Appeals court affirms modified liquidation value in shareholder dispute

BVWireIssue #237-4
June 29, 2022

shareholder dissent/oppression
litigation, shareholder dispute, buyout, liquidation, stock, dissolution

In a Michigan shareholder deadlock case, a special master recommended that a sale of shares from one shareholder to the other would yield more value than if the company were dissolved. The special master used a “modified liquidation value,” which was close to the middle between the liquidation value and the fair market value of the shares. The valuation did not account for cash advance receivables, the value of noncompetition agreements, or a going-concern value. It also did not consider certain expenses that would have been incurred if the company were dissolved. The plaintiffs challenged the valuation, but the appeals court affirmed it, finding no clear error on the part of the trial court. Plus, the parties showed an initial willingness to sell their stock for the amount the valuation indicated.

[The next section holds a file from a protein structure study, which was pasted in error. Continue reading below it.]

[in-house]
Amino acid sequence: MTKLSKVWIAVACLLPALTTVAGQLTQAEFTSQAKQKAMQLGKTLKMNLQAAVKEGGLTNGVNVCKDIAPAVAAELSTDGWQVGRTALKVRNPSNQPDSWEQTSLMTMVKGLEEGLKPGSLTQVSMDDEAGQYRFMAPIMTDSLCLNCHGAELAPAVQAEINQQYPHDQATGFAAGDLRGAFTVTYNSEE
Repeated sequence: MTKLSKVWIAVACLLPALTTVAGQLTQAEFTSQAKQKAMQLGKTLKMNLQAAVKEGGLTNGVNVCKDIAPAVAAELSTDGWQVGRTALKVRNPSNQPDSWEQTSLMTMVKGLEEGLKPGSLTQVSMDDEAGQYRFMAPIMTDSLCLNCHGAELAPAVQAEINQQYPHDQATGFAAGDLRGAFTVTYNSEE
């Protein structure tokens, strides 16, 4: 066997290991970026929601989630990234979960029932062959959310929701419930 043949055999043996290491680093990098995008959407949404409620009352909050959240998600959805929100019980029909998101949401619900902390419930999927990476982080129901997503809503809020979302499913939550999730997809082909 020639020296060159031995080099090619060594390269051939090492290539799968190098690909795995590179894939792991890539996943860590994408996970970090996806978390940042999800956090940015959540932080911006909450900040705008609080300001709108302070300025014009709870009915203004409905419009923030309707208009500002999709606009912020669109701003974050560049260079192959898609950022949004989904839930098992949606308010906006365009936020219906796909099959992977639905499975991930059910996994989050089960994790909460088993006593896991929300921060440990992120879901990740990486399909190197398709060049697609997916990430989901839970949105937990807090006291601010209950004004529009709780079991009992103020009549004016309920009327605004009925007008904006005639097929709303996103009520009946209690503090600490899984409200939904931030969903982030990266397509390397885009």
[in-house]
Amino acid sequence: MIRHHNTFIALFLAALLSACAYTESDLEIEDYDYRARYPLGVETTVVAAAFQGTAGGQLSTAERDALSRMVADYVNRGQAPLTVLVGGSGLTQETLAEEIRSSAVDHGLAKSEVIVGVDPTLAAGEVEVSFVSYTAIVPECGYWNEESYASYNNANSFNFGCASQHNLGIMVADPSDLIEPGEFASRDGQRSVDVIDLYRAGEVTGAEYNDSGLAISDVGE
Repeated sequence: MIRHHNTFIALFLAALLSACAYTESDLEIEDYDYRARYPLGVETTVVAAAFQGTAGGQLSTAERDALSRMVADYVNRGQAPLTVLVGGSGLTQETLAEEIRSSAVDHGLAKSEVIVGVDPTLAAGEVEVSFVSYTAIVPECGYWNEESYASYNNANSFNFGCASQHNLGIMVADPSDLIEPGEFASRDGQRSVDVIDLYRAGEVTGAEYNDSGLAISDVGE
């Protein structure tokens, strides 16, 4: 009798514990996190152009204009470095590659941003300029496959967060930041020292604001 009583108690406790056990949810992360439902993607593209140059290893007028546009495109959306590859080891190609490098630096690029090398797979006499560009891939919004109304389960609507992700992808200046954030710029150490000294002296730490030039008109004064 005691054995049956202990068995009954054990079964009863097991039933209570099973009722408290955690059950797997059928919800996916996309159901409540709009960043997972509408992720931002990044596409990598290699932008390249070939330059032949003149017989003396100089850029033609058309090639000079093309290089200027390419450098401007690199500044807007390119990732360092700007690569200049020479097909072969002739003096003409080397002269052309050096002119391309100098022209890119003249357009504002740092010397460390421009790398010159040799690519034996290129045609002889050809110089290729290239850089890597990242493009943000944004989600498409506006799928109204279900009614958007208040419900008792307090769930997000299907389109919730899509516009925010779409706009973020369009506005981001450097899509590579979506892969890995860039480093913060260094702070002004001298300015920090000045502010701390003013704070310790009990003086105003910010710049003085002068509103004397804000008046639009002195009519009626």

The case is Pitsch v. Pitsch Holding Co., 2022 Mich. App. LEXIS 2730; 2022 WL 1508774, and a case analysis and full opinion are available on the BVLaw platform.

Please let us know if you have any comments about this article or enhancements you would like to see.